$$\displaystyle = \dfrac{1}{2\sqrt{2}} \int \csc \left(x + \frac{\pi}{4}\right) dx + \dfrac{1}{2} \int \dfrac{d(\sin x + \cos x)}{(\sin x + \cos x)^2}$$

$$\displaystyle = -\dfrac{1}{2\sqrt{2}} \ln \left| \csc\left( x +\frac{\pi}{4}\right) + \cot \left(x+\frac{\pi}{4}\right) \right|-\dfrac{1}{2(\sin x +\cos x)} + C$$ · 9 months, 2 weeks ago

My method was a little bit different!Although nice work! · 9 months, 2 weeks ago

Yeah same form as @Adarsh Kumar , He just simplified the last one to $$\frac{1}{2\sqrt2}\frac{1}{sin(x+\frac{\pi}{4})}$$ · 9 months, 2 weeks ago

I think @Akshay Yadav now the note should be changed and the next note will begin with problem 40 as my PC,tablet,Mobile everything is at a standstill :P · 9 months, 2 weeks ago

Is the answer long? · 9 months, 2 weeks ago

Not that really. Not as that of $$\sqrt{tanx}$$ · 9 months, 2 weeks ago

Yeah not that long but does it contain log and some trigo functions? · 9 months, 2 weeks ago

Yeah it has log & trigo functions · 9 months, 2 weeks ago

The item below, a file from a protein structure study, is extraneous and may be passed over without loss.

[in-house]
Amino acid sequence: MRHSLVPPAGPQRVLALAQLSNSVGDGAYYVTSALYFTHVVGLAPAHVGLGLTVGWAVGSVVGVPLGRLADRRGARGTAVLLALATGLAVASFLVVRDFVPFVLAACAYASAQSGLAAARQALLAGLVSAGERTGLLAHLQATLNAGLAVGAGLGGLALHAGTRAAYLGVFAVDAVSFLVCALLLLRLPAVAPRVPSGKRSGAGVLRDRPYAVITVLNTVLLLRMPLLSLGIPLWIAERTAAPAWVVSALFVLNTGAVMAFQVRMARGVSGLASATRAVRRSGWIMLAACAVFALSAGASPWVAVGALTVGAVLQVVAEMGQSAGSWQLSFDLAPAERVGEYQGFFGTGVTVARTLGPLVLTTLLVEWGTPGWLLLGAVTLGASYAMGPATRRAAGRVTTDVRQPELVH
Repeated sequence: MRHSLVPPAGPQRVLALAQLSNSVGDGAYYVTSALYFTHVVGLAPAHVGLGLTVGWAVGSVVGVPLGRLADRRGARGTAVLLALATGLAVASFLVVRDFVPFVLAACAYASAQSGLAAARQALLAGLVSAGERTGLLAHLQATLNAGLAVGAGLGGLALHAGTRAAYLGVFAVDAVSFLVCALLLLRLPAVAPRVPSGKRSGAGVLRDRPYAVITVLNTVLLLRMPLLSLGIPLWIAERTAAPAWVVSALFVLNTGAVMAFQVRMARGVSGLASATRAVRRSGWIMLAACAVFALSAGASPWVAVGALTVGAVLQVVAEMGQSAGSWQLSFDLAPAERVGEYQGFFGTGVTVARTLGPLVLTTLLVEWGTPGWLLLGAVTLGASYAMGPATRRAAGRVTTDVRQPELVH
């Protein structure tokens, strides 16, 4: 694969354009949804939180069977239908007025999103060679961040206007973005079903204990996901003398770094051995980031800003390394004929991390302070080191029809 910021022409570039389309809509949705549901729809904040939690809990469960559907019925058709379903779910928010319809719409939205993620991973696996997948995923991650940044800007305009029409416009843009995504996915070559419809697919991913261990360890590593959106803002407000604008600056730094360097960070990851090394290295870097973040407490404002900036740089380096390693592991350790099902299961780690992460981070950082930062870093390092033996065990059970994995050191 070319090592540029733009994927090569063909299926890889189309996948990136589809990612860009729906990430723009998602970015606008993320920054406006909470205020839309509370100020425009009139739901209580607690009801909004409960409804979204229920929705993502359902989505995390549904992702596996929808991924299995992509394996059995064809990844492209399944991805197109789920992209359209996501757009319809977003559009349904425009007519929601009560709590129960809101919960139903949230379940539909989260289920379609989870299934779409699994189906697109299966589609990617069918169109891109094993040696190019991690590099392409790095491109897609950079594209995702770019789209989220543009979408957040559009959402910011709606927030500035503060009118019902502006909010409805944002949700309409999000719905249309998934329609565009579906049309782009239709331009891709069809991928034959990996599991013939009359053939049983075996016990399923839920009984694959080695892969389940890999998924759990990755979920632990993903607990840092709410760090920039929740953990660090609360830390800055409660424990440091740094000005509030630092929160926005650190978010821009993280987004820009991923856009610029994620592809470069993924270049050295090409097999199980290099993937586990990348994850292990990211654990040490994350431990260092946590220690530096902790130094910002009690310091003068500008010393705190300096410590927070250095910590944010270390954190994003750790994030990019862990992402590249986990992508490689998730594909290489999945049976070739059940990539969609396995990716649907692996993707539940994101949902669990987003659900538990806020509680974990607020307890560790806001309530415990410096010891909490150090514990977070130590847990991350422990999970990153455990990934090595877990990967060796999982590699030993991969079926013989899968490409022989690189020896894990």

Is it $\dfrac{1}{2\sqrt{2}}\left(\ln |\csc(x+\frac{\pi}{4})-\cot(x+\frac{\pi}{4})|-\dfrac{1}{\sin(x+\frac{\pi}{4})}\right)+C$ · 9 months, 2 weeks ago

Absolutely ! Great work. · 9 months, 2 weeks ago

Haha thanx!It was a good question!I am posting the solution! · 9 months, 2 weeks ago

Yeah ! · 9 months, 2 weeks ago

@Aditya Sharma @Akshay Yadav Who will post the next Problem? Me or @Adarsh Kumar He had posted the answer while I was posting the solution, but the solution was posted by me earlier. · 9 months, 2 weeks ago

I am a bit confused here, Accordingly @Samuel Jones should be allowed as he provided the solution a bit earlier. · 9 months, 2 weeks ago

Okay. Let @Akshay Yadav post the next note. I'll post Problem $$40$$ there. · 9 months, 2 weeks ago

Yeah thanx :P or else my phone would have exploded . @Akshay Yadav please post the next note :) · 9 months, 2 weeks ago

PROBLEM 36

Let $$f(x)$$ be a differentiable function and $$f'(x)=-f(x) , f'(x) =g(x)$$

Let $$h(x)=[f(x)]^2+[g(x)]^2$$ and h(5)=11 find h(10) · 9 months, 2 weeks ago

$$\dfrac{f'(x)}{f(x)}=-1$$

Integrate both sides to get: $f(x)=Ce^{-x}$ $\implies g(x)=f'(x)=-Ce^{-x}$ $\implies h(x)=2C^2e^{-2x}$

$\dfrac{h(10)}{h(5)}=\dfrac{e^{-20}}{e^{-10}}=e^{-10}$

$\implies h(10)=\boxed{11e^{-10}}$

Is it or not??? · 9 months, 2 weeks ago